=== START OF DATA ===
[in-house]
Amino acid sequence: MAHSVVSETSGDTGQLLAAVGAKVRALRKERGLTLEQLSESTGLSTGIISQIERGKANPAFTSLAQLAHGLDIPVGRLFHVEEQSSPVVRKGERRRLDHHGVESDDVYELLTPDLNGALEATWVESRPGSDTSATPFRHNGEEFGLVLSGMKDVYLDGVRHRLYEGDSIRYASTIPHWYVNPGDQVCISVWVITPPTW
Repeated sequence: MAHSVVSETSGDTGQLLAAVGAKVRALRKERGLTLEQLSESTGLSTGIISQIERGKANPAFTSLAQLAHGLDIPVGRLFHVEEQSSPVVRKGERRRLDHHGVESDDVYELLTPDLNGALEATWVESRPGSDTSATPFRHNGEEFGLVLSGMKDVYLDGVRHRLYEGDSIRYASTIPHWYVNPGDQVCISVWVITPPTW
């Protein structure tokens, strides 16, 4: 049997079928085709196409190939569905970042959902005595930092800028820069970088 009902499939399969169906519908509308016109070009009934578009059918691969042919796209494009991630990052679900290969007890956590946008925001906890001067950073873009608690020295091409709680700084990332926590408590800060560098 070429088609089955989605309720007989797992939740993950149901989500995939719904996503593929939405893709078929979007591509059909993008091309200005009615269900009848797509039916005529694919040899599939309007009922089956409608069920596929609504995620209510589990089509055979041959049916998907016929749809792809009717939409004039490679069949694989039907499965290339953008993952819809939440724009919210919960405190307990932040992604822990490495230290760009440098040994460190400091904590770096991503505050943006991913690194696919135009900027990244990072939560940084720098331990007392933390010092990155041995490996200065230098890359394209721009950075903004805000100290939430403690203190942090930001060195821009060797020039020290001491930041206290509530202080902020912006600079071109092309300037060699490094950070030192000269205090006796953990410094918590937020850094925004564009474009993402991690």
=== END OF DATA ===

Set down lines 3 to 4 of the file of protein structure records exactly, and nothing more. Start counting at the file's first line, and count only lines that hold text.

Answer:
Repeated sequence: MAHSVVSETSGDTGQLLAAVGAKVRALRKERGLTLEQLSESTGLSTGIISQIERGKANPAFTSLAQLAHGLDIPVGRLFHVEEQSSPVVRKGERRRLDHHGVESDDVYELLTPDLNGALEATWVESRPGSDTSATPFRHNGEEFGLVLSGMKDVYLDGVRHRLYEGDSIRYASTIPHWYVNPGDQVCISVWVITPPTW
């Protein structure tokens, strides 16, 4: 049997079928085709196409190939569905970042959902005595930092800028820069970088 009902499939399969169906519908509308016109070009009934578009059918691969042919796209494009991630990052679900290969007890956590946008925001906890001067950073873009608690020295091409709680700084990332926590408590800060560098 070429088609089955989605309720007989797992939740993950149901989500995939719904996503593929939405893709078929979007591509059909993008091309200005009615269900009848797509039916005529694919040899599939309007009922089956409608069920596929609504995620209510589990089509055979041959049916998907016929749809792809009717939409004039490679069949694989039907499965290339953008993952819809939440724009919210919960405190307990932040992604822990490495230290760009440098040994460190400091904590770096991503505050943006991913690194696919135009900027990244990072939560940084720098331990007392933390010092990155041995490996200065230098890359394209721009950075903004805000100290939430403690203190942090930001060195821009060797020039020290001491930041206290509530202080902020912006600079071109092309300037060699490094950070030192000269205090006796953990410094918590937020850094925004564009474009993402991690």